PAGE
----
Meet the faculty and get their perspective on the course. Tell them your career goals and see if they think that the course is right for you. Ask about their backgrounds – where did they study? Where have they worked? And most importantly – why do they choose to teach at this school?

Top MBA colleges will allow you to attend a class, so that you can see how the subjects are taught. Assess for yourself how interactive the teaching is. Is it a traditional (boring) lecture or does the school use modern, interactive teaching methods?

3. Speak To The staff

Meeting the school management is also important.

The student services head can fill you in on events at the school and how the school helps students who are struggling, either personally or academically – are there counseling facilities, for example?

The admissions head can talk about the school’s approach to selecting students and the operations head can tell you about security and safety on campus.

Schools change and develop over time. Does the management’s plan for the school for the next few years match your expectations for how a school should operate?

4. Discover Each School’s Unique Structure

Now it is time to consider how your course fits in to the school as a whole.

Firstly – how many students are in your course and how many students are in the school. There is no right or wrong here, it all comes down to personal preference.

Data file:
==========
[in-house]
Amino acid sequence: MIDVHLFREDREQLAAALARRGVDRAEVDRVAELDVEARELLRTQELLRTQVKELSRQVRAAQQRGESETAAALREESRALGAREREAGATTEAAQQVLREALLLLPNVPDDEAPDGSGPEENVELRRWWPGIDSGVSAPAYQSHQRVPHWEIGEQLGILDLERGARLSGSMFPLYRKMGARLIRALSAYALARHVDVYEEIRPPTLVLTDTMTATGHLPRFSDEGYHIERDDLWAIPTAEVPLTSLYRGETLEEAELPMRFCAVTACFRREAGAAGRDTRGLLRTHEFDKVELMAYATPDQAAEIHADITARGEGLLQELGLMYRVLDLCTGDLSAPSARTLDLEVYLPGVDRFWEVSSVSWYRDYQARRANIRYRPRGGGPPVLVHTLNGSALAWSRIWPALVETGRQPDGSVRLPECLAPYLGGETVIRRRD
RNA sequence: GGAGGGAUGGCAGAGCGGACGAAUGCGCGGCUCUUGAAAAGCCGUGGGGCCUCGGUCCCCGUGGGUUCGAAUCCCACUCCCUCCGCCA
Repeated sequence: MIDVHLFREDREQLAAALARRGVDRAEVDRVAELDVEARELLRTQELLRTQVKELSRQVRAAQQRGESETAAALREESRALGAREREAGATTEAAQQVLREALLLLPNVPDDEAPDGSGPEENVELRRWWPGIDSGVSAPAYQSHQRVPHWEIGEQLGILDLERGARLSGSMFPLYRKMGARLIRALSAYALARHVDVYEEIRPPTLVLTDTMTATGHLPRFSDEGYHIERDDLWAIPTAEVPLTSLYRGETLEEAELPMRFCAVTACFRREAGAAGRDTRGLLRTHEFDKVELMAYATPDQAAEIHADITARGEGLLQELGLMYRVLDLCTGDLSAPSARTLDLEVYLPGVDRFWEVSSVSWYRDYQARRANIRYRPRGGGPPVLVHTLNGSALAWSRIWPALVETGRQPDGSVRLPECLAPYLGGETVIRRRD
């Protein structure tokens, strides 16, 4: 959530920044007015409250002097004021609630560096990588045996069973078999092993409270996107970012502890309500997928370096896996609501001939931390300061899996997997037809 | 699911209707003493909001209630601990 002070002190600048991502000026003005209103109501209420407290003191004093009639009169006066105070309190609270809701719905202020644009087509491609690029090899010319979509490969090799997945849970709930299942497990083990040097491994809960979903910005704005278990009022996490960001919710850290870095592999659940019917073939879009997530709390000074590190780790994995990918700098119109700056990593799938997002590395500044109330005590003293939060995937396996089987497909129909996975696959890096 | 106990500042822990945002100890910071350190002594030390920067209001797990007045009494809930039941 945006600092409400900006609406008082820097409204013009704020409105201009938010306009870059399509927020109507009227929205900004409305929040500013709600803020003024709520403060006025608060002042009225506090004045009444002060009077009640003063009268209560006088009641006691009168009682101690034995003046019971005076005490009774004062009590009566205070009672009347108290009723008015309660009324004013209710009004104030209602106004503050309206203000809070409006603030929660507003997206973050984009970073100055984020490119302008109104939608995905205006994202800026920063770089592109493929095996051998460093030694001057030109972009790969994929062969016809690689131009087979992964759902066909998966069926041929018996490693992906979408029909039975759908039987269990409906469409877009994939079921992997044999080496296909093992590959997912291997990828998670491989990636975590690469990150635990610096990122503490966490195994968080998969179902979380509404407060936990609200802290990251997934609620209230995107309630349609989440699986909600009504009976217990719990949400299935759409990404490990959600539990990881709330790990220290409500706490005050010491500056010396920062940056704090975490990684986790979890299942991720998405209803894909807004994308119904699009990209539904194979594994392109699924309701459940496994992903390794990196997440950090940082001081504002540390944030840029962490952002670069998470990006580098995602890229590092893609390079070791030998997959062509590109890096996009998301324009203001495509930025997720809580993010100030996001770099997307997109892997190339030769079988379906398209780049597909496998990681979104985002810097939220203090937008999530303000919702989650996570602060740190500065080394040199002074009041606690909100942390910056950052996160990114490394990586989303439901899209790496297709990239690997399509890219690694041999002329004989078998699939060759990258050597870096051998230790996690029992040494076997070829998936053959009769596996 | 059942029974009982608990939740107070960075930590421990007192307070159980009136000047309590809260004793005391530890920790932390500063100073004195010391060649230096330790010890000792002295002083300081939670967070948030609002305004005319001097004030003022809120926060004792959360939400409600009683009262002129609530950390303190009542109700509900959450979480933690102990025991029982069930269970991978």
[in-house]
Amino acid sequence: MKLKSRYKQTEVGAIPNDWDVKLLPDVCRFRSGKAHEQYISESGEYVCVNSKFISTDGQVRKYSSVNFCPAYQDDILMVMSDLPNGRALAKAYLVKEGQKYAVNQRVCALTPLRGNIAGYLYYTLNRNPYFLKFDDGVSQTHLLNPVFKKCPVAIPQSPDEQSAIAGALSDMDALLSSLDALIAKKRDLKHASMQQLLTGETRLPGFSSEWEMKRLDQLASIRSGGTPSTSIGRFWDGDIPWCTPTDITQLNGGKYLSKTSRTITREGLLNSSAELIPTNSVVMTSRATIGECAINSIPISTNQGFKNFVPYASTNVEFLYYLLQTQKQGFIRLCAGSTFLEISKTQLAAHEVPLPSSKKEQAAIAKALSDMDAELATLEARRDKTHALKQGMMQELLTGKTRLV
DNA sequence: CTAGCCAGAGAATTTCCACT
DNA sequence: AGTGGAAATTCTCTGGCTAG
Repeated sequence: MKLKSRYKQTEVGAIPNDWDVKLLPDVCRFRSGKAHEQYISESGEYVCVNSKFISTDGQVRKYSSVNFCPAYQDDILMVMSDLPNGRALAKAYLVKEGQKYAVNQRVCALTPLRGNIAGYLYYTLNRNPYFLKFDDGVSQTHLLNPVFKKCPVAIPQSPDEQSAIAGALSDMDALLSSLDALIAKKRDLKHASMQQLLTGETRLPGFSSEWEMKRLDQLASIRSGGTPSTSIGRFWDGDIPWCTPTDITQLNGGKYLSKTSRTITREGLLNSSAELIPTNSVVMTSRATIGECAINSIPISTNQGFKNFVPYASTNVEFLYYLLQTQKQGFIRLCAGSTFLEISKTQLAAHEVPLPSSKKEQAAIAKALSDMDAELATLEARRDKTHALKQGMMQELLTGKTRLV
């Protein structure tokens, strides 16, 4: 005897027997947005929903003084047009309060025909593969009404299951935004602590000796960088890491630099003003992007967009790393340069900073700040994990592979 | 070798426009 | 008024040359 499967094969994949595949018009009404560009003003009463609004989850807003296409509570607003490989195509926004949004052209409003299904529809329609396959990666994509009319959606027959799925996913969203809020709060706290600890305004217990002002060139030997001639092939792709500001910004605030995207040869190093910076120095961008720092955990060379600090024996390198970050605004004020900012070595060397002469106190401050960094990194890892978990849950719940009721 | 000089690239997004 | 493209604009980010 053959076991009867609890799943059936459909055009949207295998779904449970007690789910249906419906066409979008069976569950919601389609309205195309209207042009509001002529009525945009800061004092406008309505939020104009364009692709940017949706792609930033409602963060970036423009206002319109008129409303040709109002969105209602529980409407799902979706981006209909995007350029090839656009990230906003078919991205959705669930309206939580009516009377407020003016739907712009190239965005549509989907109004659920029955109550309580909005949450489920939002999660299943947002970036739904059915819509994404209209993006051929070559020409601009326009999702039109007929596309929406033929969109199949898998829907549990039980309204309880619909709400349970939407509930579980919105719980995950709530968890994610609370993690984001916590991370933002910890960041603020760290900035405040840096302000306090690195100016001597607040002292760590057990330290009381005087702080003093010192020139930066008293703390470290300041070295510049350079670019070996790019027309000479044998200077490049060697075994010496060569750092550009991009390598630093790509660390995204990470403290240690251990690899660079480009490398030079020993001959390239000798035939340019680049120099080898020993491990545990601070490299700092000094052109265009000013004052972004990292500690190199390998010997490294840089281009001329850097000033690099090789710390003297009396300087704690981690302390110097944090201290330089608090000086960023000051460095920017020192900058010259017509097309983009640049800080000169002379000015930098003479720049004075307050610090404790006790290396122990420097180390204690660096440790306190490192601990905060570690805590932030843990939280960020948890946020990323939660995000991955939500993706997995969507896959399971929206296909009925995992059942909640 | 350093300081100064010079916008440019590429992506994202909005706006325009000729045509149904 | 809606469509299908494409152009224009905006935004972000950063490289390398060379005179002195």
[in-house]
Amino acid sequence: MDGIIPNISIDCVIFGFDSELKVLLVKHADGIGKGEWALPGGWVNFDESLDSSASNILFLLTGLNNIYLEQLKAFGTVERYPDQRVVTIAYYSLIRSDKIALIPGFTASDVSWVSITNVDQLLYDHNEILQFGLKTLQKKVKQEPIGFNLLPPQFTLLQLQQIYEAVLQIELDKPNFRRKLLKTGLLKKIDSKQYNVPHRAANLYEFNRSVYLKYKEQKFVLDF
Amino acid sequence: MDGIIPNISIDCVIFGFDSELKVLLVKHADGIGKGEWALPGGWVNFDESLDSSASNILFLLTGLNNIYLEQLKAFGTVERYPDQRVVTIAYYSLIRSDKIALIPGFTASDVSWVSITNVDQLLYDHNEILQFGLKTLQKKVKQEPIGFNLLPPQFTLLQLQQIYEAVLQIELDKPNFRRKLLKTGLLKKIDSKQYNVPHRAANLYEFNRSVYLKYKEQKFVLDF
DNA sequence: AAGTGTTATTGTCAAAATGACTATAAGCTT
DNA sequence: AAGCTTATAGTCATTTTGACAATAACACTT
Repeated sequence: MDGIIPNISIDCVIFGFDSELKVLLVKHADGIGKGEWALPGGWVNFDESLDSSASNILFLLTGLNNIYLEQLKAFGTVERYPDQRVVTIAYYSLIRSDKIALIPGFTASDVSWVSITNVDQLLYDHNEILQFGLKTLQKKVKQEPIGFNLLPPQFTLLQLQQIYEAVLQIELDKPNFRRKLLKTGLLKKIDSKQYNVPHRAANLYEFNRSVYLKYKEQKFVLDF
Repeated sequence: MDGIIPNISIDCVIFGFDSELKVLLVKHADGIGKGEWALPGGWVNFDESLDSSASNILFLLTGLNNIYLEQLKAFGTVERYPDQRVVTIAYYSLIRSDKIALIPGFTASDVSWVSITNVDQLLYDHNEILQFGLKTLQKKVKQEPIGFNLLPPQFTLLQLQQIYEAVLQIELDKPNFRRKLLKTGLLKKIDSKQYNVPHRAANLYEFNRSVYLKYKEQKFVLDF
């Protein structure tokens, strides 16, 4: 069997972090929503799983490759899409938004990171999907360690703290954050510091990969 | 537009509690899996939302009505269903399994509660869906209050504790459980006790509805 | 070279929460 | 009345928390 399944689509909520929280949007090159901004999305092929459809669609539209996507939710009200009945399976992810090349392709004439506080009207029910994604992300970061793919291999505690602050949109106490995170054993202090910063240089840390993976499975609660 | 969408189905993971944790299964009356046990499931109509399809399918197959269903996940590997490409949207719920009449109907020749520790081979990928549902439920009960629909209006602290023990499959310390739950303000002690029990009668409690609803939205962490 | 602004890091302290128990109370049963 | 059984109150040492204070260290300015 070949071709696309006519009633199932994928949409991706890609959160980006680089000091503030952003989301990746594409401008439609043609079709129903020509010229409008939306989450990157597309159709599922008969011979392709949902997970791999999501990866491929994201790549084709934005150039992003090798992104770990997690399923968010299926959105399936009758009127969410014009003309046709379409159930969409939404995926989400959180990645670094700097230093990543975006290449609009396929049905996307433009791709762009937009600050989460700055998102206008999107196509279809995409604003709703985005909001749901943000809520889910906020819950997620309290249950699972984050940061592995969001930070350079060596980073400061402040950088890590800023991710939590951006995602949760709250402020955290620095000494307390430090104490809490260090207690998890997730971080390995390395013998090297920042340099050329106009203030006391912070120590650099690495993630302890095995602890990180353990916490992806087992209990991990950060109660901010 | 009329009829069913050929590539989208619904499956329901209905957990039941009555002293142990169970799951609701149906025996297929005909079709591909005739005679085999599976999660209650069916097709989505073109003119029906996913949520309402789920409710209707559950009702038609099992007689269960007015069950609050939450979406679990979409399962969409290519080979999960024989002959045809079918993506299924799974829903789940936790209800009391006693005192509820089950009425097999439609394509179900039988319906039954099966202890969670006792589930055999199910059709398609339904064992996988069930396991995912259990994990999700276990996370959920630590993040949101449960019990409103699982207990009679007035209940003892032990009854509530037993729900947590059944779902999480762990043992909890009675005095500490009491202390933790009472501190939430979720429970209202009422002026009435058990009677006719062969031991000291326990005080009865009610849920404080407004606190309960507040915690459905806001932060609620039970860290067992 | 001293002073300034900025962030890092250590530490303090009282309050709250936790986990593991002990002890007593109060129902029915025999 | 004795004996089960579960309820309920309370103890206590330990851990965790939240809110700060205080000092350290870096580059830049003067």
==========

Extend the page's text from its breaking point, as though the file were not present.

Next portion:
A smaller school is more intimate. The faculty will know you on a personal level and it is easy to make friends with many different students. Your relationships with other students are stronger as you keep working on projects with the same people though out the course. Placements can also be customized to your preferences as there are fewer students to place. The downside (depending on your attitude) is that you will be held more accountable by faculty – in small classrooms there is nowhere to hide if you didn’t complete your readings or haven’t finished your assignment on time 🙂

A larger school can be more prestigious. Thousands of students = thousands of alumni and more word of mouth. There is a higher chance that your friends and family will know about the school. There is often more student life on campus as well, such as bigger festivals and more student clubs. Larger schools will often have more resources, like cafeterias, games rooms or sports grounds. The downside is anonymity. The faculty and management never get to know you personally and placement time sees huge numbers of students competing for a small number of jobs.